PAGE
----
LEGAL Communications

The coverage of legal disputes involving companies and private individuals has grown rapidly in recent years, and the focus is no longer on highly sensational criminal proceedings. The public sphere has become a playing ground between the proceedings’ parties, who use the media publicity to gain support or—in the worst case—to discredit their opponent. While the judicial system has meanwhile learned to deal with media interest, it is still subject to strict guidelines that get in the way of comprehensive and objective information. Affected companies must prepare themselves specifically for this: a lack of understanding of the law coupled with complex legal jargon often lead to half-truths and fake news in public.

Five theories about the use of LEGAL Communications

Everyone has the right to a fair trial – in the courtroom and in the media

Article 6 of the European Convention on Human Rights contains the right to a fair trial, and paragraph 2 of this article states the right to the presumption of innocence. This means that every person charged with a criminal offence shall be presumed innocent until proved guilty according to law. This applies not only to the legal process itself, but also to how it is portrayed in the media. Pre-judgements or “coloured” reports of events and their effects can cause great harm to individuals and companies during proceedings. Nothing should be left to chance when it comes to communicative litigation support. Rumours, speculations or other hastily formed public opinions must be countered with swift, professional and focused communication.

Success factor: one voice – one agenda

In order to protect the reputation of a person or a company, a joint process and communication strategy is required in the case of any legal disputes. Those affected (often the management level of a company), lawyers and those responsible for communication must speak the same language and must pull together. Different rules apply in court and in external communication, for example with the media, but especially in high-profile proceedings it is important to give equal consideration to all legalities. Prosecutors or expert witnesses should in no way be seen or portrayed as opponents. Rather, opponents are things like polarisation traps, role clichés, pre-judgement or compromising photos. The motto is “fact vs. emotion”; differentiation is essential.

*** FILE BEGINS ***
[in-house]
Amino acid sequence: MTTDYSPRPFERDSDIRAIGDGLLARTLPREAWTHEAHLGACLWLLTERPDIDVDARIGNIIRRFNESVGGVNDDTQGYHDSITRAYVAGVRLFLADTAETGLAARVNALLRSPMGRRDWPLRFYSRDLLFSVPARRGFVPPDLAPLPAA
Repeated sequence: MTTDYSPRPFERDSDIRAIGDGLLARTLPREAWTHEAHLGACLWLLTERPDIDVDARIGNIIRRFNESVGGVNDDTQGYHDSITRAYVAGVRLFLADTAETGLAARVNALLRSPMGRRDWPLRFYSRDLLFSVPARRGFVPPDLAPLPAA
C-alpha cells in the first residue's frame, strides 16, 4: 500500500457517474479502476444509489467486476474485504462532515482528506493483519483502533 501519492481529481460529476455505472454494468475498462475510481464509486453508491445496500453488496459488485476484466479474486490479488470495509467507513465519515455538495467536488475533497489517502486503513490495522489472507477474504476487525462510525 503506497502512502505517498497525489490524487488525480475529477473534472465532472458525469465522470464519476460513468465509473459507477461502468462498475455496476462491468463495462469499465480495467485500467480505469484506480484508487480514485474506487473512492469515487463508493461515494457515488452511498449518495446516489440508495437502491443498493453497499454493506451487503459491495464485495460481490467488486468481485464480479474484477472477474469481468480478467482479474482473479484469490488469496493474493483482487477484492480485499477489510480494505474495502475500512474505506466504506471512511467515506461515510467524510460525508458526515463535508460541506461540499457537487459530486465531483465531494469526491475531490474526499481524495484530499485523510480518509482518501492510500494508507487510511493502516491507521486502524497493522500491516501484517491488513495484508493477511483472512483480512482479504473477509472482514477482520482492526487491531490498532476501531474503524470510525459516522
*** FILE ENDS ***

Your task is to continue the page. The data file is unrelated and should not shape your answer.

Open communication also proves its worth in legal disputes

Only those who communicate proactively contribute to balanced reporting. Moreover, the dialogue-oriented use of social media can create space for emotion. Which strategy is best pursued here must be assessed individually for each case. It is often worthwhile to address critical topics oneself and thus maintain control over the conversation. Internal communication also has a special role to play: clear and quick information based on the facts prevents the emergence of a communicative vacuum, which subsequently allows for any kind of room for interpretation.

Check: are the legal arguments understandable, and do the PR messages hold up legally?

When providing communicative support for legal proceedings, it is essential to coordinate the messages across all participants in terms of content, but also in terms of tone and timing. This can only be achieved if legal representatives and PR advisors interact with each other as equals and support each other in the interest of the client. In media relations, background discussions with selected journalists are often better suited than large press conferences or personal (and thus emotional) interviews. Lawyers can be brought in as respondents or even used as spokespersons, provided they have PR skills. Guest commentaries by legal experts in specialised media have also proven to be useful.

Litigation not only requires experienced advisors but also nerves of steel and perseverance.

Legal communications is often referred to as the big sister of crisis communications. And rightly so, if you look at the time span! The phases of the process, from investigations and negotiations to the pronouncement of judgement and often the subsequent appeal process, take a long time. Moreover, during the entire time, everything is under observation and is commented on: statements, facial expressions, gestures, clothing, overall impression of the appearance, etc. You must be prepared for this, and it requires a great deal of discipline from everyone involved. The procedure can also overshadow all other communicative messages of a company for the entire course of the proceedings, so it is necessary to closely coordinate all communication measures.